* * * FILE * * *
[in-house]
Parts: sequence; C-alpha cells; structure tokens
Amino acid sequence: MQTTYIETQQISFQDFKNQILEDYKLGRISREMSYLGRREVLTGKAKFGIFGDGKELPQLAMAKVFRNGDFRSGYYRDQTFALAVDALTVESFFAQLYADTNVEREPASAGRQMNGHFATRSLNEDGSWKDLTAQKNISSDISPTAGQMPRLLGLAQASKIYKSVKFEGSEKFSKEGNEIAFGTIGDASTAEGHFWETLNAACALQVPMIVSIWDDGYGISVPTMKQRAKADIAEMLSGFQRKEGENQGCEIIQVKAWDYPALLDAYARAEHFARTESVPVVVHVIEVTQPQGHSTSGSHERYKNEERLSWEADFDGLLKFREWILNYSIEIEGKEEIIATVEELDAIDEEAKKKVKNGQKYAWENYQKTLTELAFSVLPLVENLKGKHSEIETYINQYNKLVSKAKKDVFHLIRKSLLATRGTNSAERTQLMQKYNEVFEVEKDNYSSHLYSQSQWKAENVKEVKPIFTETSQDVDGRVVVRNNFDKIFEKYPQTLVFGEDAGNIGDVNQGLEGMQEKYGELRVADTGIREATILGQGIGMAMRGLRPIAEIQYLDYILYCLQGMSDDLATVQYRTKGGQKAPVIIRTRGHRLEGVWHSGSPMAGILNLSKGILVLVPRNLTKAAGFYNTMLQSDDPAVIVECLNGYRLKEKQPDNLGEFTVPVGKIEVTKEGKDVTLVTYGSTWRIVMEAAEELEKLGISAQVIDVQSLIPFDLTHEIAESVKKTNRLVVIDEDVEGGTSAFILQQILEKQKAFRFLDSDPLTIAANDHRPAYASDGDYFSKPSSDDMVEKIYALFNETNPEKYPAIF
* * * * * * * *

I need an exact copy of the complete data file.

[in-house]
Parts: sequence; C-alpha cells; structure tokens
Amino acid sequence: MQTTYIETQQISFQDFKNQILEDYKLGRISREMSYLGRREVLTGKAKFGIFGDGKELPQLAMAKVFRNGDFRSGYYRDQTFALAVDALTVESFFAQLYADTNVEREPASAGRQMNGHFATRSLNEDGSWKDLTAQKNISSDISPTAGQMPRLLGLAQASKIYKSVKFEGSEKFSKEGNEIAFGTIGDASTAEGHFWETLNAACALQVPMIVSIWDDGYGISVPTMKQRAKADIAEMLSGFQRKEGENQGCEIIQVKAWDYPALLDAYARAEHFARTESVPVVVHVIEVTQPQGHSTSGSHERYKNEERLSWEADFDGLLKFREWILNYSIEIEGKEEIIATVEELDAIDEEAKKKVKNGQKYAWENYQKTLTELAFSVLPLVENLKGKHSEIETYINQYNKLVSKAKKDVFHLIRKSLLATRGTNSAERTQLMQKYNEVFEVEKDNYSSHLYSQSQWKAENVKEVKPIFTETSQDVDGRVVVRNNFDKIFEKYPQTLVFGEDAGNIGDVNQGLEGMQEKYGELRVADTGIREATILGQGIGMAMRGLRPIAEIQYLDYILYCLQGMSDDLATVQYRTKGGQKAPVIIRTRGHRLEGVWHSGSPMAGILNLSKGILVLVPRNLTKAAGFYNTMLQSDDPAVIVECLNGYRLKEKQPDNLGEFTVPVGKIEVTKEGKDVTLVTYGSTWRIVMEAAEELEKLGISAQVIDVQSLIPFDLTHEIAESVKKTNRLVVIDEDVEGGTSAFILQQILEKQKAFRFLDSDPLTIAANDHRPAYASDGDYFSKPSSDDMVEKIYALFNETNPEKYPAIF